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Lionel Messi's got his groove back

Just as the critics were finding their voices, the Barcelona superstar reminded everyone of his brilliance.

RIO DE JANEIRO — The flashbulbs burst. The Argentina fans chanted with such gusto and energy that it fit the occasion of World Cup football returning to the Maracana. But for a while, it was all a bit sterile.

Then the man that everyone came to see put his mark on this tournament. Lionel Messi's here. His stunning goal in the 2-1 win over Bosnia and Herzegovina, exchanging passes with Gonzalo Higuain before swerving through challenges and curling into the corner, is just his second at a World Cup. And it may well be one of the best of all after the final reckoning.

This was, of course, his big buildup. Messi at the Maracana - that's where iconic football moments are made. And for a long time it was weighing not only on his mind but on that of the team. He was statistically the worst player on the pitch in the first half, losing possession 15 times.

But coach Alejandro Sabella made a tactical change, and the shackles were removed. A different player emerged.

Messi and strike partner Sergio Aguero were thrown together in an unconvincing 5-3-2 formation from the start by Sabella, forced upon him due to injury concerns over Higuain and Fernando Gago. The set-up wasn't conducive to incisive attacking football. Aguero completed six passes in the entire first half, while Messi looked disinterested in finding the space necessary so deep in Bosnian territory.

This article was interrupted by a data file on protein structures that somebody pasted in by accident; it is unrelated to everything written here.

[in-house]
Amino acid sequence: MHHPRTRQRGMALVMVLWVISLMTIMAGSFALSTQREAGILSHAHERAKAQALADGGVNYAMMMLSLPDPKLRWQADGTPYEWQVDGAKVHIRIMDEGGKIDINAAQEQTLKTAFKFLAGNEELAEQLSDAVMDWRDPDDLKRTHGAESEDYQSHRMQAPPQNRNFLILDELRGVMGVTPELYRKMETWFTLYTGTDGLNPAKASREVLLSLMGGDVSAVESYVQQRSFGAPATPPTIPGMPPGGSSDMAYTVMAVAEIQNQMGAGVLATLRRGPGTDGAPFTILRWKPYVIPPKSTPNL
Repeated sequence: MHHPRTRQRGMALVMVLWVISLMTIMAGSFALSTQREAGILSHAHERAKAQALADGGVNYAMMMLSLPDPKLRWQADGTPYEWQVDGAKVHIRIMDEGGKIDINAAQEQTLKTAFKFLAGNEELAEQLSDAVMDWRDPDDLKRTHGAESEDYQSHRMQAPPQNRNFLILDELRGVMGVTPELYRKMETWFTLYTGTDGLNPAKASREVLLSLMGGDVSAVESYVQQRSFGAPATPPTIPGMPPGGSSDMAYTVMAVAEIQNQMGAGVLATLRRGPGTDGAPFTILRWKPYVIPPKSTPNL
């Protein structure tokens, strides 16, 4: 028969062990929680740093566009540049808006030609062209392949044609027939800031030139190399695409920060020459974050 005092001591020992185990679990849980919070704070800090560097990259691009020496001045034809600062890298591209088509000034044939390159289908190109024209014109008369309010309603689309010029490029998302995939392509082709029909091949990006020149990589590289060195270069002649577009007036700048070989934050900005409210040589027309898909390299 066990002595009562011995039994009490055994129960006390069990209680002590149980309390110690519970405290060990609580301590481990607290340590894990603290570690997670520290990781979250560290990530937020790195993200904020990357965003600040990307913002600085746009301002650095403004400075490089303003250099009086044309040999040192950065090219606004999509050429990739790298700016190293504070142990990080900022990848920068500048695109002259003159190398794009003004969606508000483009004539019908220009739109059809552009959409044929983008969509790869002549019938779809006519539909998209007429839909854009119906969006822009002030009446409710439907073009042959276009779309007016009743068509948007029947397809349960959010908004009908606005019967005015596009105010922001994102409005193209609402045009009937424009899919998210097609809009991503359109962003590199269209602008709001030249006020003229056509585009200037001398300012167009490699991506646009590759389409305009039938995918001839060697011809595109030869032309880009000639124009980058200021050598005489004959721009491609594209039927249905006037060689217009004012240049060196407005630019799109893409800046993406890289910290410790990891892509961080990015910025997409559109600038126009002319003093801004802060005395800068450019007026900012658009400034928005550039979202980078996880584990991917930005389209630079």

But Sabella has unquestionably unlocked Messi's ability at national team level like no other coach has, and he resorted to the formation that worked so well for him, and his superstar, during qualification.

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The resulting 4-3-3 with Messi drifting off the front instantly rejuvenated a team that had previously looked stale. Messi was then collecting the ball facing the goal rather than with his back to it, and had able runners in Aguero, Angel di Maria and Higuain.

Messi admitted as much to Argentine TV after the match, as well as what his strike meant to him personally.

He said: "In the first half we were too deep and that hampered our attack. The second goal was a relief for everybody and especially for me, because it was good to score."

This was, of course, by no means a vintage Messi display. Passes still went astray and there's still much room for improvement in his performance and that of the entire unit. But that goal's skill and poise, and his coach's decision after just 45 minutes to discard the tactic he had been operating with, are both significant. He was running, linking, jinking, tackling. A proverbial performance of two halves.

There is work to do yet. Bosnia and Herzegovina showed ambition in the last 15 minutes and Vedad Ibisevic's goal meant more pressure on the scoreline than there ought to have been. But the match will be remembered for one moment and Argentina's boisterous fans hope their hero can enjoy a World Cup that his talent, and ultimately legacy, deserve.

The Barca star added: "The Maracana was great, I had no doubt it would be like that. We keep working towards the dream."

With Sabella's tweaks and Messi's poise and determination returning, he might be back here again next month. That is his dream - his nation's dream.

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